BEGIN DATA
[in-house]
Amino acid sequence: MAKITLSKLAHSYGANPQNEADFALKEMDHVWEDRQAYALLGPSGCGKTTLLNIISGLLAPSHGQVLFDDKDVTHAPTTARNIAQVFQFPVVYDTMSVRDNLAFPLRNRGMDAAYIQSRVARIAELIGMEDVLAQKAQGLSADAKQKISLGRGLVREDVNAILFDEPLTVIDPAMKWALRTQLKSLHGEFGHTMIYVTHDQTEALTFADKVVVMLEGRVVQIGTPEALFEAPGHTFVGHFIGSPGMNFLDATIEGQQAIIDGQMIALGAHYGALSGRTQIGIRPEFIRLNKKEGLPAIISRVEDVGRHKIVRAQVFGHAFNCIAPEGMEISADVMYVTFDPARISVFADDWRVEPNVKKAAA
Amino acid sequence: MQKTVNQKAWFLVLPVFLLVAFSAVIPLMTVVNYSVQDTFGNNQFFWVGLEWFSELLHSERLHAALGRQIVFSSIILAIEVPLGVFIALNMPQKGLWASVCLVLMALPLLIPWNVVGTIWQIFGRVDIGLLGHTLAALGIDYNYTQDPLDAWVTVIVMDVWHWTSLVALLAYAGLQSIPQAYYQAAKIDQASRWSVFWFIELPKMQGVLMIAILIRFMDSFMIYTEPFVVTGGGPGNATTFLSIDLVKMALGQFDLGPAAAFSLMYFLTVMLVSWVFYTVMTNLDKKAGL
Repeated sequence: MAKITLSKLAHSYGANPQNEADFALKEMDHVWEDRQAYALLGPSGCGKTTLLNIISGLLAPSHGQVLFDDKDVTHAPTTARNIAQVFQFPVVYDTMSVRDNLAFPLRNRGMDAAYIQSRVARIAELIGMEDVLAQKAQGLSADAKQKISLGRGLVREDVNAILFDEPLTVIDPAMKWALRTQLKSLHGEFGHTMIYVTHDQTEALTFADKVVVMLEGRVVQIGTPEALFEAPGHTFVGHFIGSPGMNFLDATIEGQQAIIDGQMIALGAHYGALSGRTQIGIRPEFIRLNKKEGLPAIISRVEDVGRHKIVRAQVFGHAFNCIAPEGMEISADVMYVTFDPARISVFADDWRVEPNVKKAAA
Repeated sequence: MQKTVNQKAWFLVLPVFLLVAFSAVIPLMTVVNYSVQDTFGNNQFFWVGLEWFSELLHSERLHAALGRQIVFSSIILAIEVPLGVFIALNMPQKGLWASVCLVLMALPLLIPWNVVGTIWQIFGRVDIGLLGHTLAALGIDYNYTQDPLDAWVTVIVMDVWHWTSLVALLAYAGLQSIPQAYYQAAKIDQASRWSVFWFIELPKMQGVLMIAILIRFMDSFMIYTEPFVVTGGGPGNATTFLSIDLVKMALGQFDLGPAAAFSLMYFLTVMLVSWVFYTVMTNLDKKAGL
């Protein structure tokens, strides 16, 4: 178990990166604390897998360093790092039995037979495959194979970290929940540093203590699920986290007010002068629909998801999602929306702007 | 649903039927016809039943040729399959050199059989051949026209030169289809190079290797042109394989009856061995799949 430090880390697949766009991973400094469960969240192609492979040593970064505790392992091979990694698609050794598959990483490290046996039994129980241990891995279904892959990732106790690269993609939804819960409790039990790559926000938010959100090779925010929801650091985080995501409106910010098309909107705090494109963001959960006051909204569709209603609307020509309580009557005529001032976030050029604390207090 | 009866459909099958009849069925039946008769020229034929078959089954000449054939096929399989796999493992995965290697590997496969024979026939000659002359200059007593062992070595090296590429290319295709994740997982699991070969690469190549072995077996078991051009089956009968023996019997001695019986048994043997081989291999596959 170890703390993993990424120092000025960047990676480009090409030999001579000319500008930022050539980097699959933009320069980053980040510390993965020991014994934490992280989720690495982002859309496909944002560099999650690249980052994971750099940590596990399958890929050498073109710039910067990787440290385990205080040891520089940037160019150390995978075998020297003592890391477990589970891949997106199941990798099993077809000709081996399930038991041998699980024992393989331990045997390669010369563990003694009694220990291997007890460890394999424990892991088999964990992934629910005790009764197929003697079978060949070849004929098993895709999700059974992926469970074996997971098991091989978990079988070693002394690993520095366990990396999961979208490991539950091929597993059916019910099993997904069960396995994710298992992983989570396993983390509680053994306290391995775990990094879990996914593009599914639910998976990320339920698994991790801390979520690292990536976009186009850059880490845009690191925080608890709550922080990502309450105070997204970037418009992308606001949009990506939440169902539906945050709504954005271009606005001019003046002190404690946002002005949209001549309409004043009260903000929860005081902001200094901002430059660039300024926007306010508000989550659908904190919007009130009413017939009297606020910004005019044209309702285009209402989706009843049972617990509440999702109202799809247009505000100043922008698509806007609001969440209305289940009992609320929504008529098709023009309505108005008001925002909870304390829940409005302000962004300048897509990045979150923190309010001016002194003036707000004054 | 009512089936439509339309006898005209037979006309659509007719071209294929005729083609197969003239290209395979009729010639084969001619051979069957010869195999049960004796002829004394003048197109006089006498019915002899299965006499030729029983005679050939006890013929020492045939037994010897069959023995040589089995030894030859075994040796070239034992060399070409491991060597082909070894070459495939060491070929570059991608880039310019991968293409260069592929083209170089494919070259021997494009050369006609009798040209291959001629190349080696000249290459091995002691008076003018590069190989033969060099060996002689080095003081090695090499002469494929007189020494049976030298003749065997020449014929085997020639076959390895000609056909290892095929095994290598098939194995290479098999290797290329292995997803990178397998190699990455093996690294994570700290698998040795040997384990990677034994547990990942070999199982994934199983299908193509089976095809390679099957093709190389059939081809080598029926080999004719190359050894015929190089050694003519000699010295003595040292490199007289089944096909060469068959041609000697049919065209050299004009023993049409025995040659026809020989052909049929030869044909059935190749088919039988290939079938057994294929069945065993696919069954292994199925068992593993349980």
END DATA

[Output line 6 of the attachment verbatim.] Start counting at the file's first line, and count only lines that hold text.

């Protein structure tokens, strides 16, 4: 178990990166604390897998360093790092039995037979495959194979970290929940540093203590699920986290007010002068629909998801999602929306702007 | 649903039927016809039943040729399959050199059989051949026209030169289809190079290797042109394989009856061995799949 430090880390697949766009991973400094469960969240192609492979040593970064505790392992091979990694698609050794598959990483490290046996039994129980241990891995279904892959990732106790690269993609939804819960409790039990790559926000938010959100090779925010929801650091985080995501409106910010098309909107705090494109963001959960006051909204569709209603609307020509309580009557005529001032976030050029604390207090 | 009866459909099958009849069925039946008769020229034929078959089954000449054939096929399989796999493992995965290697590997496969024979026939000659002359200059007593062992070595090296590429290319295709994740997982699991070969690469190549072995077996078991051009089956009968023996019997001695019986048994043997081989291999596959 170890703390993993990424120092000025960047990676480009090409030999001579000319500008930022050539980097699959933009320069980053980040510390993965020991014994934490992280989720690495982002859309496909944002560099999650690249980052994971750099940590596990399958890929050498073109710039910067990787440290385990205080040891520089940037160019150390995978075998020297003592890391477990589970891949997106199941990798099993077809000709081996399930038991041998699980024992393989331990045997390669010369563990003694009694220990291997007890460890394999424990892991088999964990992934629910005790009764197929003697079978060949070849004929098993895709999700059974992926469970074996997971098991091989978990079988070693002394690993520095366990990396999961979208490991539950091929597993059916019910099993997904069960396995994710298992992983989570396993983390509680053994306290391995775990990094879990996914593009599914639910998976990320339920698994991790801390979520690292990536976009186009850059880490845009690191925080608890709550922080990502309450105070997204970037418009992308606001949009990506939440169902539906945050709504954005271009606005001019003046002190404690946002002005949209001549309409004043009260903000929860005081902001200094901002430059660039300024926007306010508000989550659908904190919007009130009413017939009297606020910004005019044209309702285009209402989706009843049972617990509440999702109202799809247009505000100043922008698509806007609001969440209305289940009992609320929504008529098709023009309505108005008001925002909870304390829940409005302000962004300048897509990045979150923190309010001016002194003036707000004054 | 009512089936439509339309006898005209037979006309659509007719071209294929005729083609197969003239290209395979009729010639084969001619051979069957010869195999049960004796002829004394003048197109006089006498019915002899299965006499030729029983005679050939006890013929020492045939037994010897069959023995040589089995030894030859075994040796070239034992060399070409491991060597082909070894070459495939060491070929570059991608880039310019991968293409260069592929083209170089494919070259021997494009050369006609009798040209291959001629190349080696000249290459091995002691008076003018590069190989033969060099060996002689080095003081090695090499002469494929007189020494049976030298003749065997020449014929085997020639076959390895000609056909290892095929095994290598098939194995290479098999290797290329292995997803990178397998190699990455093996690294994570700290698998040795040997384990990677034994547990990942070999199982994934199983299908193509089976095809390679099957093709190389059939081809080598029926080999004719190359050894015929190089050694003519000699010295003595040292490199007289089944096909060469068959041609000697049919065209050299004009023993049409025995040659026809020989052909049929030869044909059935190749088919039988290939079938057994294929069945065993696919069954292994199925068992593993349980």